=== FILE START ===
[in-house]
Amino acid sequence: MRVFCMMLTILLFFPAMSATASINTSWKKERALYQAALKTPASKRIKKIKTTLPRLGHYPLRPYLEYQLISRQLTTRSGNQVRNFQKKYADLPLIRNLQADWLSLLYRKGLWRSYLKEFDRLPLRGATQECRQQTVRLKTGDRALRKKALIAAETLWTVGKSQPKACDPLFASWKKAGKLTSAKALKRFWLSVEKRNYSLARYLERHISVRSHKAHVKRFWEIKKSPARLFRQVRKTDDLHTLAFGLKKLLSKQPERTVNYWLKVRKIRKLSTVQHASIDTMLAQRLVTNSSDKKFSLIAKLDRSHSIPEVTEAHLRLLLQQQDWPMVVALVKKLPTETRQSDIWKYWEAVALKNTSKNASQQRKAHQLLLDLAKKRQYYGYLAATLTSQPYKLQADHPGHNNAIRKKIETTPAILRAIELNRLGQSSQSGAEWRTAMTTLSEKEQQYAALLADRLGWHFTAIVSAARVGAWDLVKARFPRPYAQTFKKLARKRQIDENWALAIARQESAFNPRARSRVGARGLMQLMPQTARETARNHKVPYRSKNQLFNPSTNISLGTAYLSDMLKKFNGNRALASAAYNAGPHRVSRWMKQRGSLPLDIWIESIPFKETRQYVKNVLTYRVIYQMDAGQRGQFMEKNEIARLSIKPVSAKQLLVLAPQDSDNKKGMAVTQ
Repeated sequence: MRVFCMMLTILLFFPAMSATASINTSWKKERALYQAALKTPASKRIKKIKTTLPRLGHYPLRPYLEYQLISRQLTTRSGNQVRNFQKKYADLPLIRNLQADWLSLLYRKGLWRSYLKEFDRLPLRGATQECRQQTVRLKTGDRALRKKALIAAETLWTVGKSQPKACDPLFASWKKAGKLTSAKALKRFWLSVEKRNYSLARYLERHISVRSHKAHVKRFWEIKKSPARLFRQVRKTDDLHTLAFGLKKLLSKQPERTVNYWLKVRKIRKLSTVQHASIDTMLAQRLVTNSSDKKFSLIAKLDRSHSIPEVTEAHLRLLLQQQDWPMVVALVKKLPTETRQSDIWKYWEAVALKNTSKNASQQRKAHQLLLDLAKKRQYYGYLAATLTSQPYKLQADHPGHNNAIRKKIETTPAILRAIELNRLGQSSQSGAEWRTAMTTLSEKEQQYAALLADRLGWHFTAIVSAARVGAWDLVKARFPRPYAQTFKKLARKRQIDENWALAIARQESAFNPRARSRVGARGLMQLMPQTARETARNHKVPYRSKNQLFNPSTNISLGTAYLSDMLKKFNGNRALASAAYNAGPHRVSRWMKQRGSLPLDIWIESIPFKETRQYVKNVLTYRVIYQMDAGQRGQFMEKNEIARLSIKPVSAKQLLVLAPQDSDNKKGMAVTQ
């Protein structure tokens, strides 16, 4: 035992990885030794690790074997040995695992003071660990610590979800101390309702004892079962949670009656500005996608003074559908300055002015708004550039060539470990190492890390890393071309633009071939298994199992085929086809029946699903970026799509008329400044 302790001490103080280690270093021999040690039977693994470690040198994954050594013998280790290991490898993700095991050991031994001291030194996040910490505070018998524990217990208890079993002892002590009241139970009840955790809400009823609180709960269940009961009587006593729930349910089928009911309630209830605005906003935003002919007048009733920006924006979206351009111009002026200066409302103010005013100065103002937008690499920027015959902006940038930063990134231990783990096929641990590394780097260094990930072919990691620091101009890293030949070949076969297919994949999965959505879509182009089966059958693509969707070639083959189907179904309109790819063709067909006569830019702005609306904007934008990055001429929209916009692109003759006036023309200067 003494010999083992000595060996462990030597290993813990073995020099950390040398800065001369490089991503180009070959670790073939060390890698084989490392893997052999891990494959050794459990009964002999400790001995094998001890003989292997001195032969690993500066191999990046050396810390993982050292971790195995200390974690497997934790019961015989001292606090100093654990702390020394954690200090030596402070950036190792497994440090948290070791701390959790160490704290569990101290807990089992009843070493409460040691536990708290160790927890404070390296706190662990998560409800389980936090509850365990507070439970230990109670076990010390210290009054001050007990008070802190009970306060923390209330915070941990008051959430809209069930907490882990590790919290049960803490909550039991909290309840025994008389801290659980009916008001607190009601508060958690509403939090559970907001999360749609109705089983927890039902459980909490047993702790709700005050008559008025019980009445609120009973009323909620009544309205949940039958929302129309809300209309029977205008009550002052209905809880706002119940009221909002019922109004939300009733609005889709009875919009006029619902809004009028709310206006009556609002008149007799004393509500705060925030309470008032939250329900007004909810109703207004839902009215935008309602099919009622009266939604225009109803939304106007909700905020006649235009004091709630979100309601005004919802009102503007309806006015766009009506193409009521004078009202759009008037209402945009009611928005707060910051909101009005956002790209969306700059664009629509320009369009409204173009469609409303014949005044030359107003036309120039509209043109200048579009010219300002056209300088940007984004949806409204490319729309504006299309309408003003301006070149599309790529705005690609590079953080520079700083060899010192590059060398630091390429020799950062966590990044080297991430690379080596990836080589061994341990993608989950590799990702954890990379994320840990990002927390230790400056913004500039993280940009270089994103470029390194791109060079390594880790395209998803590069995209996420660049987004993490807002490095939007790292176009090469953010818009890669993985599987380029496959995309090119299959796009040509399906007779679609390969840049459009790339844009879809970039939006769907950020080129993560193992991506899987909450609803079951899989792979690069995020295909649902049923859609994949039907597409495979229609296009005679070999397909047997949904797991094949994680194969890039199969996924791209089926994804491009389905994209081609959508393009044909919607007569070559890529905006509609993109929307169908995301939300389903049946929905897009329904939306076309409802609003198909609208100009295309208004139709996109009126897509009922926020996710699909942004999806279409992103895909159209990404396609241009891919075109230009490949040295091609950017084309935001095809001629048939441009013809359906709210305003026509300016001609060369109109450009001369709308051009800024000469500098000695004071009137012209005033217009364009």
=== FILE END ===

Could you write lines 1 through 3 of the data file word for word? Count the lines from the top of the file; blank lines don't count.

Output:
[in-house]
Amino acid sequence: MRVFCMMLTILLFFPAMSATASINTSWKKERALYQAALKTPASKRIKKIKTTLPRLGHYPLRPYLEYQLISRQLTTRSGNQVRNFQKKYADLPLIRNLQADWLSLLYRKGLWRSYLKEFDRLPLRGATQECRQQTVRLKTGDRALRKKALIAAETLWTVGKSQPKACDPLFASWKKAGKLTSAKALKRFWLSVEKRNYSLARYLERHISVRSHKAHVKRFWEIKKSPARLFRQVRKTDDLHTLAFGLKKLLSKQPERTVNYWLKVRKIRKLSTVQHASIDTMLAQRLVTNSSDKKFSLIAKLDRSHSIPEVTEAHLRLLLQQQDWPMVVALVKKLPTETRQSDIWKYWEAVALKNTSKNASQQRKAHQLLLDLAKKRQYYGYLAATLTSQPYKLQADHPGHNNAIRKKIETTPAILRAIELNRLGQSSQSGAEWRTAMTTLSEKEQQYAALLADRLGWHFTAIVSAARVGAWDLVKARFPRPYAQTFKKLARKRQIDENWALAIARQESAFNPRARSRVGARGLMQLMPQTARETARNHKVPYRSKNQLFNPSTNISLGTAYLSDMLKKFNGNRALASAAYNAGPHRVSRWMKQRGSLPLDIWIESIPFKETRQYVKNVLTYRVIYQMDAGQRGQFMEKNEIARLSIKPVSAKQLLVLAPQDSDNKKGMAVTQ
Repeated sequence: MRVFCMMLTILLFFPAMSATASINTSWKKERALYQAALKTPASKRIKKIKTTLPRLGHYPLRPYLEYQLISRQLTTRSGNQVRNFQKKYADLPLIRNLQADWLSLLYRKGLWRSYLKEFDRLPLRGATQECRQQTVRLKTGDRALRKKALIAAETLWTVGKSQPKACDPLFASWKKAGKLTSAKALKRFWLSVEKRNYSLARYLERHISVRSHKAHVKRFWEIKKSPARLFRQVRKTDDLHTLAFGLKKLLSKQPERTVNYWLKVRKIRKLSTVQHASIDTMLAQRLVTNSSDKKFSLIAKLDRSHSIPEVTEAHLRLLLQQQDWPMVVALVKKLPTETRQSDIWKYWEAVALKNTSKNASQQRKAHQLLLDLAKKRQYYGYLAATLTSQPYKLQADHPGHNNAIRKKIETTPAILRAIELNRLGQSSQSGAEWRTAMTTLSEKEQQYAALLADRLGWHFTAIVSAARVGAWDLVKARFPRPYAQTFKKLARKRQIDENWALAIARQESAFNPRARSRVGARGLMQLMPQTARETARNHKVPYRSKNQLFNPSTNISLGTAYLSDMLKKFNGNRALASAAYNAGPHRVSRWMKQRGSLPLDIWIESIPFKETRQYVKNVLTYRVIYQMDAGQRGQFMEKNEIARLSIKPVSAKQLLVLAPQDSDNKKGMAVTQ